If ever there was a year to mark International Women’s Day…

As we came together to mark International Women’s Day last year, we had no idea that the world was about to shut down and that hard-won women’s rights were about to be put to the test during the COVID-19 pandemic.

Over the past year, because of the pandemic, we have seen the number of women experiencing gender-based violence go up, the hours women dedicate to unpaid care work skyrocket, threats faced by women human rights defenders increase, marginalized groups including sex workers become further marginalized, access to sexual and reproductive health services decrease, and the number of women in the paid labour force plummet.

But we have also seen activists come together to demand that governments address the violence, ensure access to sexual and reproductive health services, protect activists, advocate for the rights of sex workers, and demand access to affordable and high-quality childcare.

International Women’s Day, which every year falls on March 8th, is always a time to take stock of feminist accomplishments over the past year and re-commit ourselves to the work ahead. This year we have much to take stock of, and much to re-commit ourselves to. The coming year will continue to be shaped by the pandemic response, and it will also be shaped by pandemic recovery. The pandemic has forced us to re-think society, and now is the time to re-think, re-envision, and re-build a more just and equitable world.

In many parts of the world, the pandemic has been a more dangerous time for activists, including women human rights defenders in jail who face a heightened risk of contracting COVID-19. Join us in March to watch an inspirational documentary that we’re sure will leave you more re-committed than ever to our collective activism, and take action in support of jailed women human rights defenders.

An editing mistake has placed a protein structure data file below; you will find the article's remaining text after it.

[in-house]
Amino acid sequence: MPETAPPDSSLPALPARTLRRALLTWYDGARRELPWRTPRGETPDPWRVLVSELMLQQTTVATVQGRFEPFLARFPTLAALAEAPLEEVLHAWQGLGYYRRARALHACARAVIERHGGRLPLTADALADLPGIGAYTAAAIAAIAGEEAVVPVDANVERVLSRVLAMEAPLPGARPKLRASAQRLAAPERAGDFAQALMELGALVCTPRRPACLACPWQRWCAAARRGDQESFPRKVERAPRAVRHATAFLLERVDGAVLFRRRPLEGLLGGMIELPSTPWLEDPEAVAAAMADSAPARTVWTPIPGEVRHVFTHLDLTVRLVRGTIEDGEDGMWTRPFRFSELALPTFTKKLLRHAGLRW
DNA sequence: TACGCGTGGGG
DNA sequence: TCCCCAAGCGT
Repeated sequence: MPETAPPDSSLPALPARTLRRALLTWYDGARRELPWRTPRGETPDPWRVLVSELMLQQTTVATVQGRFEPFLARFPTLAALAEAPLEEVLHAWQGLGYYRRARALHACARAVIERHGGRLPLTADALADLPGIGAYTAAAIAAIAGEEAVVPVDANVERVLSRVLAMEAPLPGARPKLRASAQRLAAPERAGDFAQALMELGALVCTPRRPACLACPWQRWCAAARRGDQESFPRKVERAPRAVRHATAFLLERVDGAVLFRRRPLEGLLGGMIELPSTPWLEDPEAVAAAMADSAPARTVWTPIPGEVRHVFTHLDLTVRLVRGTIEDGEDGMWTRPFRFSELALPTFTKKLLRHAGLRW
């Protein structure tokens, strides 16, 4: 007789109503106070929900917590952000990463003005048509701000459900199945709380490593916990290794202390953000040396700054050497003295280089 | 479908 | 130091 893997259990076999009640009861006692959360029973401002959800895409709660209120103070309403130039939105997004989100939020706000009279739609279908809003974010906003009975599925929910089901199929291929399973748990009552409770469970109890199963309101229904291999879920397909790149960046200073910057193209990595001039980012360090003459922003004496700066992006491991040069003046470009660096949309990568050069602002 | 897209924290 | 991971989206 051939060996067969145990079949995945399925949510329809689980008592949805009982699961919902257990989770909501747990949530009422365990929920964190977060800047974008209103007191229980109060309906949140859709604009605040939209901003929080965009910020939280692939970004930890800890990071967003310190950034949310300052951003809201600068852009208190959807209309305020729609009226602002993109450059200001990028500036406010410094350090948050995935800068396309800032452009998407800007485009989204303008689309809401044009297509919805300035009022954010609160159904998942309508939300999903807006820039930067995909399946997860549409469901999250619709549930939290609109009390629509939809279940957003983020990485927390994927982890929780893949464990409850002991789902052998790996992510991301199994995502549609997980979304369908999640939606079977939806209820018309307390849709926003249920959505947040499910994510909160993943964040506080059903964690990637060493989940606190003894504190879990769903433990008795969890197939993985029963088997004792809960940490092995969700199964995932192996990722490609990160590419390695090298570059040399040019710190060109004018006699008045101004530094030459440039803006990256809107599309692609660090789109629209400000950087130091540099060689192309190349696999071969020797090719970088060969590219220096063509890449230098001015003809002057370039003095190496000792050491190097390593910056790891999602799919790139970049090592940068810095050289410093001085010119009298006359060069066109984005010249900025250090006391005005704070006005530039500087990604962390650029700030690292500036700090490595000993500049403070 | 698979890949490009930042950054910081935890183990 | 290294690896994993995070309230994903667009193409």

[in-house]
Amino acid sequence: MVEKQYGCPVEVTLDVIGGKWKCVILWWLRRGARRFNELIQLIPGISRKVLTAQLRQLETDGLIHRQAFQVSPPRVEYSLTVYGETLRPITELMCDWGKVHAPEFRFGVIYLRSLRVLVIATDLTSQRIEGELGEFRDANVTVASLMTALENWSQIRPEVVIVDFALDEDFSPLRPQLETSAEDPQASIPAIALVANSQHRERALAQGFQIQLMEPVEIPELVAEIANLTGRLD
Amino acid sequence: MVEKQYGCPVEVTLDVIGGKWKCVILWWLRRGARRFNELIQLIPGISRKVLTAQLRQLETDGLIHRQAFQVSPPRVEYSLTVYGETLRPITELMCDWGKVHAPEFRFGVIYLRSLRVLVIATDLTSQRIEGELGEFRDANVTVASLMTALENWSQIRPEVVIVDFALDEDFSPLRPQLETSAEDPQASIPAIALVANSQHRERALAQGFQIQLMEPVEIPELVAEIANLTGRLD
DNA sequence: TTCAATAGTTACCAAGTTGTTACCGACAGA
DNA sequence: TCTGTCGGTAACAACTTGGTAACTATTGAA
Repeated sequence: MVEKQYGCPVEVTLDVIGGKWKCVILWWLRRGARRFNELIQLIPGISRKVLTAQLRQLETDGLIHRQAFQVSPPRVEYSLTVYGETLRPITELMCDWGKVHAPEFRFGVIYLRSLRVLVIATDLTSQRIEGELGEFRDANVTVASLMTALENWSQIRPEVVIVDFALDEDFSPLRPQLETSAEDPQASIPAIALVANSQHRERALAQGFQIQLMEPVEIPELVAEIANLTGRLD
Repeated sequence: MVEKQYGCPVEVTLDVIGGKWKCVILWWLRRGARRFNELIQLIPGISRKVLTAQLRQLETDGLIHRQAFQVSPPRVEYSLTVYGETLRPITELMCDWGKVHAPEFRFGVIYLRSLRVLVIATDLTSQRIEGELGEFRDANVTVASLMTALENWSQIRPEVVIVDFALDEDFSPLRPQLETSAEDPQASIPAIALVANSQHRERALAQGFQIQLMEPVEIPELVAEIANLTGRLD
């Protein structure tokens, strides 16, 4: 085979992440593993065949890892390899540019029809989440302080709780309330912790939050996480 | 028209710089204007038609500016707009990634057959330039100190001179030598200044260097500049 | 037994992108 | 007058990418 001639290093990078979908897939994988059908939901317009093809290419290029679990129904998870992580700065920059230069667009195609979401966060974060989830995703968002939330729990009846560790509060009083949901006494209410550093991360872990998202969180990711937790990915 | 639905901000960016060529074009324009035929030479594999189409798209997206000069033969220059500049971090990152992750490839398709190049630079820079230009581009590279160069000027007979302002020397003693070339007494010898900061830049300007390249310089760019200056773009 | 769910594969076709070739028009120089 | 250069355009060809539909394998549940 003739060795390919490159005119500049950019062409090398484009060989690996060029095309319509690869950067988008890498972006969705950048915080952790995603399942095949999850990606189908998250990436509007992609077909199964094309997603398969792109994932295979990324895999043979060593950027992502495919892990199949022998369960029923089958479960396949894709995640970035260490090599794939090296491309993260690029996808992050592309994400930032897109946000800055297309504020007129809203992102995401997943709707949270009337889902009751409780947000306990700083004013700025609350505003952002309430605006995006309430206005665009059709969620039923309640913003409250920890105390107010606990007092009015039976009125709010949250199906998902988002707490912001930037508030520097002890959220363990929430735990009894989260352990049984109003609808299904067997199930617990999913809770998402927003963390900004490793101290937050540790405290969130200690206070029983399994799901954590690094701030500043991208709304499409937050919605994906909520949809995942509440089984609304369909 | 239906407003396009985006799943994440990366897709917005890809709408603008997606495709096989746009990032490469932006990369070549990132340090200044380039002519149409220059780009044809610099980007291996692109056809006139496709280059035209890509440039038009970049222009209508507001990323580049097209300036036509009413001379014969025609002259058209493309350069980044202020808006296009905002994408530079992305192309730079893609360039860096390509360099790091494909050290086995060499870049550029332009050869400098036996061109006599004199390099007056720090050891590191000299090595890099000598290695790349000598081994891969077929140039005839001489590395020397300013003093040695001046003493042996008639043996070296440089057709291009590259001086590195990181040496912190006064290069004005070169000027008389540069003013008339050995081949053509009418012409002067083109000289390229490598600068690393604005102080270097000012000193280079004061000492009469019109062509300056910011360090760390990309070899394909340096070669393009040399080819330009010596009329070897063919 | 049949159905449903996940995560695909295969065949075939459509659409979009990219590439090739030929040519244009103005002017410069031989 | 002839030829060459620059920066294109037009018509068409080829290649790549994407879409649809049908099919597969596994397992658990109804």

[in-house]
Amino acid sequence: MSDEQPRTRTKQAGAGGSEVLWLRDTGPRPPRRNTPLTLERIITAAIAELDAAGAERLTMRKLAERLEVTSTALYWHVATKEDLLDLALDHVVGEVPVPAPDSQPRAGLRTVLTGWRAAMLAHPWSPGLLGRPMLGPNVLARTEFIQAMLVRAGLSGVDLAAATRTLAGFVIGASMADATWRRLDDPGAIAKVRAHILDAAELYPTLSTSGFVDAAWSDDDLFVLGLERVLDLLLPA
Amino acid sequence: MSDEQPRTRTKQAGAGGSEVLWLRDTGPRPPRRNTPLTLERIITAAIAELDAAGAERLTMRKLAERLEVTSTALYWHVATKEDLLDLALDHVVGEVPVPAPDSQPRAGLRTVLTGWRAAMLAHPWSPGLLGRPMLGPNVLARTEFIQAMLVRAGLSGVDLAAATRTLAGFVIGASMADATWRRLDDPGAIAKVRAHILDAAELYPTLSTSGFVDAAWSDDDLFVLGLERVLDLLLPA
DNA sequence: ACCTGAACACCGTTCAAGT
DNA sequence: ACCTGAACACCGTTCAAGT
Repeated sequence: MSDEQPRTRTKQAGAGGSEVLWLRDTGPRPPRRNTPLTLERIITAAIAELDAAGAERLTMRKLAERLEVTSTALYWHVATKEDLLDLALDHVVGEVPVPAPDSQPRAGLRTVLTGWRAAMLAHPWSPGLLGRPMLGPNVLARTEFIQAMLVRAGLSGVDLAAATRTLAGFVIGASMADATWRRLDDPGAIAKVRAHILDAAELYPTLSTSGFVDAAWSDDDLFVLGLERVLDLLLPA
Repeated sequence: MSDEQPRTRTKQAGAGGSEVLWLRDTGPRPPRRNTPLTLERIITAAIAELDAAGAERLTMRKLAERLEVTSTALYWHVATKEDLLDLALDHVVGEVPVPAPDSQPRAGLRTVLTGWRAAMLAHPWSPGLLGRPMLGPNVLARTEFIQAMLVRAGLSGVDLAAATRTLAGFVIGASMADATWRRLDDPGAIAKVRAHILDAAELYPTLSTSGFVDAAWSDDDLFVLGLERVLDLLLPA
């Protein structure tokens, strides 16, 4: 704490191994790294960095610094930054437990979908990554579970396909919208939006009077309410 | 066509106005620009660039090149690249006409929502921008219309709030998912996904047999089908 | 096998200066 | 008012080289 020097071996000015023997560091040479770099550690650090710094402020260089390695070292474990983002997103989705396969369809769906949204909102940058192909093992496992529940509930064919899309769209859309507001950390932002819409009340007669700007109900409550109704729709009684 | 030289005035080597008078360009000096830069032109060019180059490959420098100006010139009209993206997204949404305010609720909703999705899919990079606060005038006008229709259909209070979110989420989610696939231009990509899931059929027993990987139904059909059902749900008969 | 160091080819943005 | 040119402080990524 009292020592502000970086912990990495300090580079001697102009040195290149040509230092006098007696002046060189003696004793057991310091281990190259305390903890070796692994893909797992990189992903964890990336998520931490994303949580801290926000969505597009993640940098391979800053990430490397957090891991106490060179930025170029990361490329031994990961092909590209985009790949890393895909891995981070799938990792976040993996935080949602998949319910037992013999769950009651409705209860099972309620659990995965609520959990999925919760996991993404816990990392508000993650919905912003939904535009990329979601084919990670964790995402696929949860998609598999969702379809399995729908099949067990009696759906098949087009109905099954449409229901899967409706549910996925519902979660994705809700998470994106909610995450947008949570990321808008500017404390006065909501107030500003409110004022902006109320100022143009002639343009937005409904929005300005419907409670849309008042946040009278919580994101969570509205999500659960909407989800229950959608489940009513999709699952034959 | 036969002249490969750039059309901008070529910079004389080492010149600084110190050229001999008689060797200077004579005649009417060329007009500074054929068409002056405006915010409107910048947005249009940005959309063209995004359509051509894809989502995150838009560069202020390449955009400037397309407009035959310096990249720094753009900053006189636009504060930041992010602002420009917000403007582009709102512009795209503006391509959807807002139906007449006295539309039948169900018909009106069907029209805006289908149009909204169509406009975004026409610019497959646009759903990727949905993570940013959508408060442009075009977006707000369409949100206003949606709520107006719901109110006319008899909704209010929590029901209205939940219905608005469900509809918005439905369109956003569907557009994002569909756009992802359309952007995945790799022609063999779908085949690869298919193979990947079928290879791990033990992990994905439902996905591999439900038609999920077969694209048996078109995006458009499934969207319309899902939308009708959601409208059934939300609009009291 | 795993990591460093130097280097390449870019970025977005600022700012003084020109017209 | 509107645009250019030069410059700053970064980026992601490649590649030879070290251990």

1. WATCH A MOVIE. Watch “Nasrin,” a new documentary about Iranian women human rights defender Nasrin Sotoudeh, which features many other Iranian women’s rights activists on whose behalf Amnesty has advocated in the past, and features the activism of Amnesty supporters from around the world. Join an online discussion with the makers of the “Nasrin” documentary and women human rights defenders from Iran. Register here to screen the film at your leisure from March 8-16, and to participate in the online discussion on March 16 from 7-8pm EST. Space is limited (only 120 spaces).
  2. READ A BOOK. Read “The Dime Box” by Karen GroseAn accompanying Amnesty Book Club discussion guide is available here.
  3. DEEPEN YOUR ACTIVISM TO HELP END VIOLENCE AGAINST INDIGENOUS WOMEN, GIRLS AND TWO-SPIRIT PEOPLE. Read our new campaign guide being released on March 8,and follow its guidance to deepen your activism.
  4. ACT IN SOLIDARITY WITH NASRIN SOTOUDEH. Take action in support of Nasrin, who was temporarily released from prison in November after contracting COVID-19, only to be ordered back from prison before she had recovered.
  5. TWEET AT KING SALMAN OF SAUDI ARABIA. Join Amnesty International’s global Tweet storm by Tweeting these messages at King Salman:
  1. ACT IN SOLIDARITY WITH LOUJAIN AL-HATHLOUL. Renowned Saudi women human rights defender Loujain al-Hathlou was convicted in a Saudi terrorism court in December and was released from prison on February 10. Her trial hearing to appeal her conviction is March 2. Write a letter now to help quash Loujain’s sentence!
  2. ACT IN SOLIDARITY WITH WOMEN HUMAN RIGHTS DEFENDERS IN SAUDI ARABIA. Take action to support all the women human rights defenders who continue to be criminalized in Saudi Arabia.